• Greg
      Participant
      Chirps: 1
      Native plantings and how flowers evolve through the seasons: May-daffodils; June-geraniums, shasta daisies; July-daylilies, coral bells, coneflowers. Would like to attract more berry-feeding birds and discourage feeding on blueberries.
    • Carolyn
      Participant
      Chirps: 1
      8E056B8B-DD91-4ABA-91A3-696A69AAD911 We have a small property in Eastern PA.   Whether I realized it or not, it was the landscaping that sold me on the home when we bought it.  However, I had no experience in gardening - just a love of beautiful flowers and birds inherited from my mom and the beautiful Central VA area when I grew up.  Over the years I’ve grown to appreciate the value of natives and less lawn.  All the stories here are so inspiring!!  We added a small pond to our backyard a couple of years ago and the birds are over the moon with it.  Love the little frogs that call it home too.
    • Brian and Laura
      Participant
      Chirps: 1
      We live on Bogue Banks in NC. We are working on our native plant gardening in Maritime Forest which is low light and sand. We have pots for herbs and raised bed for other food plantings. Our biggest challenge is using the outdoor space. In our area mosquitoes are present and very active 24 hours a day and about 9 months of the year. Not wanting to cover ourselves in DEET just to sit or work outside we miss a lot of the enjoyment of our yard space. Wanting to protect our bee population and insect feeding species, we do not spray our yard to control the mosquitoes. Are there any suggestions for natural mosquito controls for a mosquito challenged area like ours? Thanks and Happy Planting!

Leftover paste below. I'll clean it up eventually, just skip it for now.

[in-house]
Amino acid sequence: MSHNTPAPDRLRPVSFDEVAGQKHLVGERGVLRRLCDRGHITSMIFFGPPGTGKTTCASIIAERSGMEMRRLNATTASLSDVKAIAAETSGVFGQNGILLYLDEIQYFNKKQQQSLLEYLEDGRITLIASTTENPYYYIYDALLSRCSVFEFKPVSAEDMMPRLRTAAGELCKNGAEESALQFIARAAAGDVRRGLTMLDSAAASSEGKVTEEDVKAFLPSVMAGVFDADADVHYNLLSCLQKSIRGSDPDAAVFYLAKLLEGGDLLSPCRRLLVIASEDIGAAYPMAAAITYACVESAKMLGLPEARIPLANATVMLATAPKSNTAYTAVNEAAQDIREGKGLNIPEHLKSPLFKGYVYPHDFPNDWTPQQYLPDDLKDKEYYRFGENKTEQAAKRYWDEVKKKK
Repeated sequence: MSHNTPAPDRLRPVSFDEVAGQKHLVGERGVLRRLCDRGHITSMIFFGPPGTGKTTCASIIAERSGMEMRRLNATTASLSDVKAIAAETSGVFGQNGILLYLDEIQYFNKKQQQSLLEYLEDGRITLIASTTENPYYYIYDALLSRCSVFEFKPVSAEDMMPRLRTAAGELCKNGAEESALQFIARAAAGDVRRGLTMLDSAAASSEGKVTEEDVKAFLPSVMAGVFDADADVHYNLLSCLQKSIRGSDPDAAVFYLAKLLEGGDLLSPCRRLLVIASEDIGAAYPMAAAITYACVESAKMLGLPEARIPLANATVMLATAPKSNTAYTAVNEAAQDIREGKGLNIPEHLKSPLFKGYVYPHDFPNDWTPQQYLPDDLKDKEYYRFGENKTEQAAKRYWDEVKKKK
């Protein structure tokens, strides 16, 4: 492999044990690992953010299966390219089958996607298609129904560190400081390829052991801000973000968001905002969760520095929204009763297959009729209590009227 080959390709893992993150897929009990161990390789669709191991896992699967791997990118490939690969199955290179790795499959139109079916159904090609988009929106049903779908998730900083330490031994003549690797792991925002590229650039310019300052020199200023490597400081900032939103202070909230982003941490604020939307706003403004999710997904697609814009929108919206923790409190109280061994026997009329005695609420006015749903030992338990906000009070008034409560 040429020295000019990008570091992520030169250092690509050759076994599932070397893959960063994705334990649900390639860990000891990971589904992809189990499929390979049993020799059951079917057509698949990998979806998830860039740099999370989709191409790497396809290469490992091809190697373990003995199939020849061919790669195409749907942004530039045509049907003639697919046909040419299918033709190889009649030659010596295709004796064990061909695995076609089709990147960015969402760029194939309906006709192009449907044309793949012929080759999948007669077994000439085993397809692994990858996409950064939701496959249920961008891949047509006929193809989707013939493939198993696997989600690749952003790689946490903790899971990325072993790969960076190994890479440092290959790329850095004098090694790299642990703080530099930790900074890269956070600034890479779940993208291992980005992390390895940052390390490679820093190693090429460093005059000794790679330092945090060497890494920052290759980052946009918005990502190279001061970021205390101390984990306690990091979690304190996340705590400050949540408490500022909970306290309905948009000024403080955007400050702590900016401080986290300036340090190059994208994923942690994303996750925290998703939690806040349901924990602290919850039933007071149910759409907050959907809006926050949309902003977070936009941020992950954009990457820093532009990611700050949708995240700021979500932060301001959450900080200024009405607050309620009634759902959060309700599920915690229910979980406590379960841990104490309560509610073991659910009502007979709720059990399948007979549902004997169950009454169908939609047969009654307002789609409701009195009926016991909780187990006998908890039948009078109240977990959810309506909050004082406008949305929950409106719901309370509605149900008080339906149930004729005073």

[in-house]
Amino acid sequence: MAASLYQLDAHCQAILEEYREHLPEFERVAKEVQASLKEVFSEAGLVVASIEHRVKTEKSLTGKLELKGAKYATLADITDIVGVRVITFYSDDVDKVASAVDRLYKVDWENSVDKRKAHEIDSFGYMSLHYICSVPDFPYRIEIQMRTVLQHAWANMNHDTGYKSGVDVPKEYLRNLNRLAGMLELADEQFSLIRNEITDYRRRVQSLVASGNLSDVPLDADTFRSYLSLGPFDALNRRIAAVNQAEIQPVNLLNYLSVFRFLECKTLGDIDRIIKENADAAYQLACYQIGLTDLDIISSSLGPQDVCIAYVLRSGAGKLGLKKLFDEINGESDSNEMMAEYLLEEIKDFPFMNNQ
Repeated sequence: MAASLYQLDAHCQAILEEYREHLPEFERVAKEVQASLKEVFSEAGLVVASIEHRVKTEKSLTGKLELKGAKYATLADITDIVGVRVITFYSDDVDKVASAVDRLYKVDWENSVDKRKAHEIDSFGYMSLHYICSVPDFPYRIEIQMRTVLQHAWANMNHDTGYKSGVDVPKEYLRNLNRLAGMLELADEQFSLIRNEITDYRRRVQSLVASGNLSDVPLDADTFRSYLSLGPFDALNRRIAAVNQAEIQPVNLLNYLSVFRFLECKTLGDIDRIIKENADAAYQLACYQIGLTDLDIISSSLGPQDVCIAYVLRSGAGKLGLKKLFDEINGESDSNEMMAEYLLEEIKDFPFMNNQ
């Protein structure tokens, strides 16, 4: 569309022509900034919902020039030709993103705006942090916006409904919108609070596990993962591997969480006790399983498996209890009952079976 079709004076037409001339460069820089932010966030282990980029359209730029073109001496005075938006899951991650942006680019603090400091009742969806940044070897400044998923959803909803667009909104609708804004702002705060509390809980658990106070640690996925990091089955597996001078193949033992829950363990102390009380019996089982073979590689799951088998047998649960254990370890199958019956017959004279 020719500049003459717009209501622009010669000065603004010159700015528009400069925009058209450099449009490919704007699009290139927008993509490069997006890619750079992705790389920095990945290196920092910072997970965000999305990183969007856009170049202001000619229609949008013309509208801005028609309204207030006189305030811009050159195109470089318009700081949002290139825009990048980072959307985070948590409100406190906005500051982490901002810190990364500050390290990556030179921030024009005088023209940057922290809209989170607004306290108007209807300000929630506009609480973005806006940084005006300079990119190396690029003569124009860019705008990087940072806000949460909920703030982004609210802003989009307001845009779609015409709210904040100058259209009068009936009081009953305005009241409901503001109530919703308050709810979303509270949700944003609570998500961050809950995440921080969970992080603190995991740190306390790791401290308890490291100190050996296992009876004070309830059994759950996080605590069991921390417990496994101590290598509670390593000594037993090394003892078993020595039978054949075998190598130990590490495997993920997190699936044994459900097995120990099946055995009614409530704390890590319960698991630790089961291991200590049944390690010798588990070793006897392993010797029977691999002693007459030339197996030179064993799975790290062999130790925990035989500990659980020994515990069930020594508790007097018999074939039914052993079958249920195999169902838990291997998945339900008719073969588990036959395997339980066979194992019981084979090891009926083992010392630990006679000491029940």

• Carol
      Participant
      Chirps: 3
      I live in Laramie, Wyoming - elevation 7220, zone 4 if we're lucky.  We just moved into town from a prairie setting that had wonderful native birds (mountain bluebirds, goldfinches, 3 hummingbird species, tree swallows..).  We are starting from scratch with a front and back yard that are mostly grass, and that we are excited to convert to pollinator and bird habitat.  Audubon Rockies has a habitat hero program, which has good information for this area.  Our bird feeders and bird baths are attractants for a lot of invasive bird species (Eurasian collard doves, English (aka house) sparrows, starlings), so we have realized we need to focus on habitat and food sources for the native bird species.  We have mountain chickadees, red-breasted and white-breasted nuthatches, flickers, and downy woodpeckers regularly visiting.  Any/all suggestions and ideas are welcome!
      • jenifer
        Participant
        Chirps: 1